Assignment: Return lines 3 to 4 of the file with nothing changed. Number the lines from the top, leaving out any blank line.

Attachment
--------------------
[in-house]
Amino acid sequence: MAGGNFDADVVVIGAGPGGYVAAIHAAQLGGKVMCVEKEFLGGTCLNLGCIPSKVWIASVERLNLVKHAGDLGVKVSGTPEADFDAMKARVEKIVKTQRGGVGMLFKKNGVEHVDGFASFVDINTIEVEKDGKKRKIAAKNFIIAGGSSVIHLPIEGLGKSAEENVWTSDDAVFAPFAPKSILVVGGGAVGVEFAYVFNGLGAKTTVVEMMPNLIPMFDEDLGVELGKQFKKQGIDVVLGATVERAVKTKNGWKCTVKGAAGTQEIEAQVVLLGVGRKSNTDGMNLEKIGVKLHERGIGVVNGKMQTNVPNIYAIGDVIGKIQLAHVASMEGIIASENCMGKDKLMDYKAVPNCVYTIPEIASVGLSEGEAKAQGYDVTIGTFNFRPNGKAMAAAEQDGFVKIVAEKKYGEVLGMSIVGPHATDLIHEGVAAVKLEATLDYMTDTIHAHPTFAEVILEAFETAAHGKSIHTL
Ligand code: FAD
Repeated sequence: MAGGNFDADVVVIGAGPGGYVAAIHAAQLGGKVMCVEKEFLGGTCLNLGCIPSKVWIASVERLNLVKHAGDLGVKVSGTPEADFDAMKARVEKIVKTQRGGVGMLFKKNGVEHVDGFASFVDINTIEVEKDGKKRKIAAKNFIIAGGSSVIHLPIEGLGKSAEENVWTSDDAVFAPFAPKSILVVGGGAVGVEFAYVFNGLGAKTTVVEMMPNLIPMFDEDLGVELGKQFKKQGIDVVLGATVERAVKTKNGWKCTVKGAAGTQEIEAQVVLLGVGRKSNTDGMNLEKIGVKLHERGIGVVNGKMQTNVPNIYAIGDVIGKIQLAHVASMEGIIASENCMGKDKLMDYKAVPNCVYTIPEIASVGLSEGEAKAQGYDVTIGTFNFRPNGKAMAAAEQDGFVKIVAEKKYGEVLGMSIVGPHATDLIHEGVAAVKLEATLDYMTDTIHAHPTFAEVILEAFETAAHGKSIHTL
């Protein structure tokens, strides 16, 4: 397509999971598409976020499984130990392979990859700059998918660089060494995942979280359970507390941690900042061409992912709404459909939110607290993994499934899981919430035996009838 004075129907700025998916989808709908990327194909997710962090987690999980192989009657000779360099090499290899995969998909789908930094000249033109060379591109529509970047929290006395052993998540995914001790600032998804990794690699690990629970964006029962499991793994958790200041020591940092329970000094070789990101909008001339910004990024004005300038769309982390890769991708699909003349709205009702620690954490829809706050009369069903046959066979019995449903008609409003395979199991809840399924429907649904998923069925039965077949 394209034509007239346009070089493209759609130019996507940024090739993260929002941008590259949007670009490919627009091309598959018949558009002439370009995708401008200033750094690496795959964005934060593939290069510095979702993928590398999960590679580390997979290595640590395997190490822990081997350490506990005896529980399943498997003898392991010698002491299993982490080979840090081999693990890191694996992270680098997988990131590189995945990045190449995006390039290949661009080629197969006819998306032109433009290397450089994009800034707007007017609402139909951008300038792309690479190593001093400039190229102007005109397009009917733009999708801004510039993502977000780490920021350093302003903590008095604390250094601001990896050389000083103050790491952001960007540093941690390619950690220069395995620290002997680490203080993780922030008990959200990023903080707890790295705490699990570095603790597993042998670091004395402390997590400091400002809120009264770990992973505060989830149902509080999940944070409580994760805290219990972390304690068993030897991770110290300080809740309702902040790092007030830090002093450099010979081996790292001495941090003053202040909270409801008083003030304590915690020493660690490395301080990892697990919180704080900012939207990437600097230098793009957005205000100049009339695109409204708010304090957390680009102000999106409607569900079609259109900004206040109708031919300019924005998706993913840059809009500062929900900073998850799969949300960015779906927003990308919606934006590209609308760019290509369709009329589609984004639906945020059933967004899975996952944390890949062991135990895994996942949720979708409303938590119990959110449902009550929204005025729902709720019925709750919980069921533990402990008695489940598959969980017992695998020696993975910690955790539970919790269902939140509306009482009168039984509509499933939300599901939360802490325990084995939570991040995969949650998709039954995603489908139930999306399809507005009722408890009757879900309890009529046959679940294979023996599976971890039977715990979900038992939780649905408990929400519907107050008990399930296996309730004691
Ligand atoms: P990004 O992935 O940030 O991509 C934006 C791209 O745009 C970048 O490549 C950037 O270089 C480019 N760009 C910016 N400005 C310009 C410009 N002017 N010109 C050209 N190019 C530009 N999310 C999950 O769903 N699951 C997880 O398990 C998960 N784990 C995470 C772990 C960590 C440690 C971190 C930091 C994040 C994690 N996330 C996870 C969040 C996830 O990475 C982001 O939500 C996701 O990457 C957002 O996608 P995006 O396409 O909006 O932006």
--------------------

Ligand code: FAD
Repeated sequence: MAGGNFDADVVVIGAGPGGYVAAIHAAQLGGKVMCVEKEFLGGTCLNLGCIPSKVWIASVERLNLVKHAGDLGVKVSGTPEADFDAMKARVEKIVKTQRGGVGMLFKKNGVEHVDGFASFVDINTIEVEKDGKKRKIAAKNFIIAGGSSVIHLPIEGLGKSAEENVWTSDDAVFAPFAPKSILVVGGGAVGVEFAYVFNGLGAKTTVVEMMPNLIPMFDEDLGVELGKQFKKQGIDVVLGATVERAVKTKNGWKCTVKGAAGTQEIEAQVVLLGVGRKSNTDGMNLEKIGVKLHERGIGVVNGKMQTNVPNIYAIGDVIGKIQLAHVASMEGIIASENCMGKDKLMDYKAVPNCVYTIPEIASVGLSEGEAKAQGYDVTIGTFNFRPNGKAMAAAEQDGFVKIVAEKKYGEVLGMSIVGPHATDLIHEGVAAVKLEATLDYMTDTIHAHPTFAEVILEAFETAAHGKSIHTL